For some on the right, the program had even more sinister aims: The Obama administration, they charge, deliberately let guns fall into the hands of criminals in order to use the ensuing crisis to push for more restrictive new gun laws. Republican Rep. Darrell Issa, who has championed the scandal, raised this possibility in an appearance before the NRA. (See sidebar, “Fox and Furious.”)
But an investigation by Katherine Eban in Fortune (6/27/12) shows that the Fast and Furious narrative is “replete with distortions, errors, partial truths and even some outright lies.” Those lies were told most influentially by CBS Evening News.
CBS reporter Sharyl Attkisson’s first report (3/3/11) alleged that her ATF agent source, whose job is to “stop gun trafficking across the border,” was told to do something else:
He says he was ordered to sit by and watch it happen. Investigators call the tactic letting guns walk. In this case, into the hands of criminals who would use them in Mexico and the U.S.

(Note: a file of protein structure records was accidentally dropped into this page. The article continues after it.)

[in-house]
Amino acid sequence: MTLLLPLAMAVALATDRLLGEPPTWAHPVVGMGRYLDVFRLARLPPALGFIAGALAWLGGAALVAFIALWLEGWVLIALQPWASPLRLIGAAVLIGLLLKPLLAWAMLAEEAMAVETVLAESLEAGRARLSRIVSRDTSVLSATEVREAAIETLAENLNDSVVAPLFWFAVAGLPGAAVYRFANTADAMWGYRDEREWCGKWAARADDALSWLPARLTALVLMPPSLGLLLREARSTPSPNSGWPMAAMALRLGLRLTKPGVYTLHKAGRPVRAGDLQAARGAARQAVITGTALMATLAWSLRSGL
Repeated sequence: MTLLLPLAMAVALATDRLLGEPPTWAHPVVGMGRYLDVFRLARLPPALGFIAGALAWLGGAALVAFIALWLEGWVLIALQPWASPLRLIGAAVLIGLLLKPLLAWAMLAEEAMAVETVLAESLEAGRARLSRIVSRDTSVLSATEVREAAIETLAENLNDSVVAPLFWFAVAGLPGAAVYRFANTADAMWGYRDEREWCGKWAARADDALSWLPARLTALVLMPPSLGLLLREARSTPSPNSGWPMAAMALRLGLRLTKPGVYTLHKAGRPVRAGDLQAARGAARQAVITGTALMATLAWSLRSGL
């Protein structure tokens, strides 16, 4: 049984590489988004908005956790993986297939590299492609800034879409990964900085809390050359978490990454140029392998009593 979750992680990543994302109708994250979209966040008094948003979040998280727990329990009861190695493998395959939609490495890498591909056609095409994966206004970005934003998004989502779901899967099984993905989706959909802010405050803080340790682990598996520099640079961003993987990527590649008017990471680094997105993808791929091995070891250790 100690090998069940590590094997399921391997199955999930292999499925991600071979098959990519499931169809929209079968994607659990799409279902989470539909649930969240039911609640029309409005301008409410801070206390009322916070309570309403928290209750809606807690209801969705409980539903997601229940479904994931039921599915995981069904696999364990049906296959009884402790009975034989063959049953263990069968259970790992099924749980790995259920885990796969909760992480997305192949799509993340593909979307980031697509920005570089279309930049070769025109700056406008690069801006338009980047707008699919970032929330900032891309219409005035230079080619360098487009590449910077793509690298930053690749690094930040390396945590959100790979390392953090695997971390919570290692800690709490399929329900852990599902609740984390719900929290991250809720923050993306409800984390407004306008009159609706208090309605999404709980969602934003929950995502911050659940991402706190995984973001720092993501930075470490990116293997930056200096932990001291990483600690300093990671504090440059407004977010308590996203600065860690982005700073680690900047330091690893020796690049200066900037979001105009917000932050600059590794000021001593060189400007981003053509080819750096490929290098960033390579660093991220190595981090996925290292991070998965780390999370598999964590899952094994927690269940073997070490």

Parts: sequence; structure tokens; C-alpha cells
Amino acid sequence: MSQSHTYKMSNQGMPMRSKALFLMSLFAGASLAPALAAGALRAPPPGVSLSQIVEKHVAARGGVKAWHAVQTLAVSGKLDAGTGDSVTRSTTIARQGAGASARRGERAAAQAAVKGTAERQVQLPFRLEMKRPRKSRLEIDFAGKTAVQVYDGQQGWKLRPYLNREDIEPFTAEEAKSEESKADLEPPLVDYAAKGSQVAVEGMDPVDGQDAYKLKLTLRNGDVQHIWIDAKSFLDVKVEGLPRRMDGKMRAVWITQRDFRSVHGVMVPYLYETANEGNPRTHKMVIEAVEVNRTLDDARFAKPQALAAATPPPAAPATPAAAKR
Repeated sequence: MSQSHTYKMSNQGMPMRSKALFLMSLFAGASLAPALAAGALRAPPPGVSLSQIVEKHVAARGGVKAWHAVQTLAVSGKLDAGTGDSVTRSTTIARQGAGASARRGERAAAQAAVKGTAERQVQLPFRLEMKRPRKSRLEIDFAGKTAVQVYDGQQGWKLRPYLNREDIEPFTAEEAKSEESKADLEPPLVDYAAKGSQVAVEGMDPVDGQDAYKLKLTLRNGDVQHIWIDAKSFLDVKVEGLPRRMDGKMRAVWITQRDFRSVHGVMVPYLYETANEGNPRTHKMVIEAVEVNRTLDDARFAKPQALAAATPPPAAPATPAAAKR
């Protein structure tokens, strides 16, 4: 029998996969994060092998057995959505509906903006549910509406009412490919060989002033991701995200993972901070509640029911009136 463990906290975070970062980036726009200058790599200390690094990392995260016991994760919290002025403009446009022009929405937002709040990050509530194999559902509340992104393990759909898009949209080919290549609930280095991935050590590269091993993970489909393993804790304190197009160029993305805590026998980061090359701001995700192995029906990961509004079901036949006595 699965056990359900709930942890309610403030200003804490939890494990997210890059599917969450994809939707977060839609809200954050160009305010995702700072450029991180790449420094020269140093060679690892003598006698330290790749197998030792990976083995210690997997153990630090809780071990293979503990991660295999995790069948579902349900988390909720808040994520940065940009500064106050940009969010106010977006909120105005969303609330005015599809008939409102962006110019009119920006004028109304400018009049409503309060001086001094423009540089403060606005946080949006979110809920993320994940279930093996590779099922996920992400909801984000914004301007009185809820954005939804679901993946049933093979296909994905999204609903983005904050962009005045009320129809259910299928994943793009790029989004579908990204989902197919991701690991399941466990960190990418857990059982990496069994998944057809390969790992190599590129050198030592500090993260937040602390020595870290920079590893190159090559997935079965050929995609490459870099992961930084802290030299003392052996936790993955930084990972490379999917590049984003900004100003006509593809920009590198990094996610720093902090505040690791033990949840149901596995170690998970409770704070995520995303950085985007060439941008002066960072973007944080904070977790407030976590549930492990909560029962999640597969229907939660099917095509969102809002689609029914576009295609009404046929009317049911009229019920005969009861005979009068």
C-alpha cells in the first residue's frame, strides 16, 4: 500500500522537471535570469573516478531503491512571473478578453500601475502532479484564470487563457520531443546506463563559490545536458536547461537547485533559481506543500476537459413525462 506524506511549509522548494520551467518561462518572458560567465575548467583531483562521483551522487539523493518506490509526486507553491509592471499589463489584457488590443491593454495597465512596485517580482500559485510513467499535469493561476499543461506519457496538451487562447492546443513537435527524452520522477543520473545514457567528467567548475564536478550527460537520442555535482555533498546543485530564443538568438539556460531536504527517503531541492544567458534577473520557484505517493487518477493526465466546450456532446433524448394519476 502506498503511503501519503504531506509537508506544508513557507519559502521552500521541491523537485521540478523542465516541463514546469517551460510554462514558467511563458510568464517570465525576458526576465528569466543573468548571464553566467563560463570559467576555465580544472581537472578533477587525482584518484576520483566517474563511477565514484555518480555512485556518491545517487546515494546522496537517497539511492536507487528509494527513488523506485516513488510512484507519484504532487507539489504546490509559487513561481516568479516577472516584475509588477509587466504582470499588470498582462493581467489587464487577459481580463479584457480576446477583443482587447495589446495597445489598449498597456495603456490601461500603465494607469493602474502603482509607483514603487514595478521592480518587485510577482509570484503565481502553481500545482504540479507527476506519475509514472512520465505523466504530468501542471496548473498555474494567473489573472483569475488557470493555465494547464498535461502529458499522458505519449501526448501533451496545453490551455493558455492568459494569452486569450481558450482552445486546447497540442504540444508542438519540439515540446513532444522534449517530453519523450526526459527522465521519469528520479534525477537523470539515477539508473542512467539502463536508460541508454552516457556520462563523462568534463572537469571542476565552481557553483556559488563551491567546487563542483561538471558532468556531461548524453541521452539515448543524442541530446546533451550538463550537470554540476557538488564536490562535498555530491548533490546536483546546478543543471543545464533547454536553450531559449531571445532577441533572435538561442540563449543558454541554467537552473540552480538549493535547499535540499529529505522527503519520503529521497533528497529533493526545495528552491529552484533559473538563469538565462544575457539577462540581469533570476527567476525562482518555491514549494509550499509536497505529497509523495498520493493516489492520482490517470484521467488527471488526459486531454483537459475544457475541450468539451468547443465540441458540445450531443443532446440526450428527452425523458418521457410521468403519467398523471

Attkisson told viewers that “the idea was to see where the guns ended up, build a big case and take down a major cartel.” She added that the ATF “not only allowed the guns to walk, they videotaped it.”
The story became a major focus for Attkisson, and she stuck to the script: “ATF was allegedly allowing Mexican drug cartels [to] be armed with assault rifles from the U.S.,” she explained (3/4/11). Anchor Bob Schieffer (10/3/11) followed suit, telling viewers that